Morphosis Reaches Construction Milestones in Four Seminal Projects Around the Globe
Commercial Tower in North Africa Tops Off; Government, Corporate, and Civic Projects Break Ground in the U.S., Europe, and Middle East
This fall, four Morphosis projects in Africa, the Middle East, Europe, and the U.S. reach significant milestones in construction. From corporate headquarters and office tower to a U.S.-Canada border crossing, Morphosis’ broad range of projects reflects the firm’s innovative and visionary approach while responding to the needs of each project and its surrounding community.
The construction milestones include the topping off Casablanca Finance City, the first major financial tower in Casablanca, Morocco, catalyzing the Anfa District development into a financial district for North African investment; the groundbreaking of the U.S. Land Port of Entry at Alexandria Bay that will provide a vital connection in Northeast travel and commerce; the initial construction phase of a new corporate headquarters in Milan for Eni, one of the leading energy companies in the world; and the groundbreaking of the new campus for the U.S. Embassy in Beirut, Lebanon.
“With projects across five continents, the scope of work we’re engaged in continues to expand,” said Morphosis Founder and Design Director Thom Mayne. “While these four projects are vastly different in terms of type and scale, they are all representative of our approach to work, addressing the unique challenges of each site while remaining focused on sustainable, innovative design.”
Casablanca Finance City; Casablanca, Morocco (scheduled completion: 2018)
Casablanca Finance City Tower, a 25-story building, marks its topping off this fall in Morocco and will be completed 2018. Inspired by the La Défense business district in Paris, the Casablanca Finance City initiative transforms a previously unexplored space—a razed airport southwest of the city center—into a new business district and special economic zone inviting global firms to Morocco.
“The Anfa District development defines the new 21st-century gateway into North Africa and the African continent as a whole. The Casablanca Finance City Towers brings together, for the first time, global industries to the doorstep of the great African continent,” said Morphosis Principal Ung-Joo Scott Lee. “The Finance City district places spark international investment in North Africa.”
The open site creates an unusual opportunity in otherwise dense Casablanca to highlight the figurative and sustainable relationship between building and the natural environment, an example being the brise-soleil system that will wrap the building against the desert sun while offering views of the city. A tapered crown capping the 398-foot (121-meter) structure creates a new icon for the city; mirrored at street level, the building engages the lower urban landscape with communal programming and distinctive public space. This double crown allows the building to simultaneously serve as a symbol of the city’s development and as a social hub that nurtures an active street life in the district, complete with distinctive public space and communal programming.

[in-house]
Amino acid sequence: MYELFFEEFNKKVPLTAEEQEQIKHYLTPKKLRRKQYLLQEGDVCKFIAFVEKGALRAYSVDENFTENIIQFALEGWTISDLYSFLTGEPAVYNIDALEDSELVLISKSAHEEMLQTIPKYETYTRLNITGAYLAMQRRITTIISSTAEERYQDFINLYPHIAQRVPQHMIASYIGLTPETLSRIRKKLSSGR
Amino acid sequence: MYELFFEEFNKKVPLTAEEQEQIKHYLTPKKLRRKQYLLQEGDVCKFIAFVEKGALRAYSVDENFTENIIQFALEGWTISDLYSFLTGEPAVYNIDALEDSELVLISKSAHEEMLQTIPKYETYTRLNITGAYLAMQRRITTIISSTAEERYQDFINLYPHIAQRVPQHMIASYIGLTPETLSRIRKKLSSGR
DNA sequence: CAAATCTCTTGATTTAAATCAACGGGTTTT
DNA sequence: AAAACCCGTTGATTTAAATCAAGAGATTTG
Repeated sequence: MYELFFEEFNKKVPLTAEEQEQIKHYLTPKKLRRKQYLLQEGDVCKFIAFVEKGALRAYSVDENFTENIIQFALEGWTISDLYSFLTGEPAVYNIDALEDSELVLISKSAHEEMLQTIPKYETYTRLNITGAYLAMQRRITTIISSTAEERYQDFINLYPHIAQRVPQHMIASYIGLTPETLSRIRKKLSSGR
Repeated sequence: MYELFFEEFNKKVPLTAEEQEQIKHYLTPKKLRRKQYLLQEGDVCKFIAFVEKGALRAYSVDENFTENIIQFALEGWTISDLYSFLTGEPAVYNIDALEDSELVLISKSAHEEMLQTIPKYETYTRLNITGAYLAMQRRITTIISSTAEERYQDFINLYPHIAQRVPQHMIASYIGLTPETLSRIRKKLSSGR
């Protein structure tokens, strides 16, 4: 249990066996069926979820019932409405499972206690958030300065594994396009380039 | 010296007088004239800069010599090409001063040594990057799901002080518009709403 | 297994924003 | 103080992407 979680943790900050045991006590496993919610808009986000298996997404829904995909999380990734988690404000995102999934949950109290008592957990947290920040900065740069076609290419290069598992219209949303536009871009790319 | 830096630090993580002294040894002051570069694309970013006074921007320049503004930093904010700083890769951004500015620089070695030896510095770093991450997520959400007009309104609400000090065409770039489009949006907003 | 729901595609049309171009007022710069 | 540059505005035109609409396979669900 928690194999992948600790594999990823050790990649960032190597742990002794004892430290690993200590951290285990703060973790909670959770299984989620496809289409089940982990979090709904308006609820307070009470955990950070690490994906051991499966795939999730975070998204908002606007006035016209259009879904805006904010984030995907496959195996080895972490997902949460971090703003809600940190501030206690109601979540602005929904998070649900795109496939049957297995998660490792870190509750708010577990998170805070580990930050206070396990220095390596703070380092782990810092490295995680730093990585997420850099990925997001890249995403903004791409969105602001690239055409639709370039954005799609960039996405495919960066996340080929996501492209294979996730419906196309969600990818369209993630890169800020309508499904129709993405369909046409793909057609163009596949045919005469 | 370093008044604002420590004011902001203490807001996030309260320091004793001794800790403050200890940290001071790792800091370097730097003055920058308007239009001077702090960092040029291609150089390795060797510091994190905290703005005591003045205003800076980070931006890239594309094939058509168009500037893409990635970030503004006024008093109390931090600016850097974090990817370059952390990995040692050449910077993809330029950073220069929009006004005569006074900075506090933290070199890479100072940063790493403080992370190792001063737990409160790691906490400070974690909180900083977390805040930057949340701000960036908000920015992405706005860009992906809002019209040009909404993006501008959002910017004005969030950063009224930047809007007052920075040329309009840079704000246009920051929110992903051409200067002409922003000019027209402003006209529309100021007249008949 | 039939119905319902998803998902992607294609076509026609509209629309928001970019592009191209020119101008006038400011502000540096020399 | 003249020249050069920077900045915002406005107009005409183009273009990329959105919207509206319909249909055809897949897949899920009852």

The first tower in the Finance City project plays a critical role in the ongoing development, symbolizing Morocco’s vision for the future and setting precedents in building performance, scale, and style for a part of the city that does not yet exist. Working with the climate and minimizing the ecological impact, the tower sets a standard for future projects to emulate in their designs.
U.S. Land Port of Entry at Alexandria Bay; Wellesley Island, New York (phase one scheduled completion: 2019)
Officials celebrated the groundbreaking earlier this fall for the new U.S. Land Port of Entry at Alexandria Bay, one of the busiest border crossings between the United States and Canada. The new port is located on Wellesley Island, New York, at the northern terminus of Interstate 81, a vital artery for commerce arriving from Canada to the Northeast. Morphosis is working with the artist Ann Hamilton on a site-specific commission for the Art-in-Architecture component to the Land Port of Entry. The first phase of the project will conclude in 2019, with the final phase anticipated for completion in 2022.
"The Port of Entry border crossing presents a unique set of challenges, from the functional requirements of the building, to the need to streamline the border crossing experience, to the nature of the site itself,” said Morphosis Principal Ung-Joo Scott Lee. “Our design addresses all of these concerns while creating an iconic new gateway to the United States.”
The Main Building of the Port of Entry features a prominent, elevated prow marking entry into the United States, as well as several other buildings for a variety of inbound/outbound inspections and hazmat containment. An elevated 162-car parking facility spans east-west across the site, connecting each of the major buildings. Below the parking deck, seven lanes of commercial traffic and eight lanes of non-commercial traffic provide inspection and entry into the United States. The canopy above allows for photovoltaic panels providing 150KW per year to the new port. Occupying the breadth of the port, this parking structure allows for future infrastructure to flexibly integrate into the existing site.